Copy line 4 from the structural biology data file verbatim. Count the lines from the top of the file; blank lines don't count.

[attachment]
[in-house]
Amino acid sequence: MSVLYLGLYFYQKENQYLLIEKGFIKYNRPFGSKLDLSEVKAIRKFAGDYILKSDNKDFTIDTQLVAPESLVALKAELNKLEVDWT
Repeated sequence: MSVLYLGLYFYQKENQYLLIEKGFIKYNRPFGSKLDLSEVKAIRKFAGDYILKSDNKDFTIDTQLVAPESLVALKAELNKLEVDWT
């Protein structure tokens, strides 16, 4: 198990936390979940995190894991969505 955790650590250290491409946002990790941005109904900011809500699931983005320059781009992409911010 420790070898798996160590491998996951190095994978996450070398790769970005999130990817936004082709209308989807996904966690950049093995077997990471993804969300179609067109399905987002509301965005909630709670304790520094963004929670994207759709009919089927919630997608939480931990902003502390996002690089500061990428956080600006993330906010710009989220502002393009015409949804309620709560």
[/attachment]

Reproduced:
């Protein structure tokens, strides 16, 4: 198990936390979940995190894991969505 955790650590250290491409946002990790941005109904900011809500699931983005320059781009992409911010 420790070898798996160590491998996951190095994978996450070398790769970005999130990817936004082709209308989807996904966690950049093995077997990471993804969300179609067109399905987002509301965005909630709670304790520094963004929670994207759709009919089927919630997608939480931990902003502390996002690089500061990428956080600006993330906010710009989220502002393009015409949804309620709560």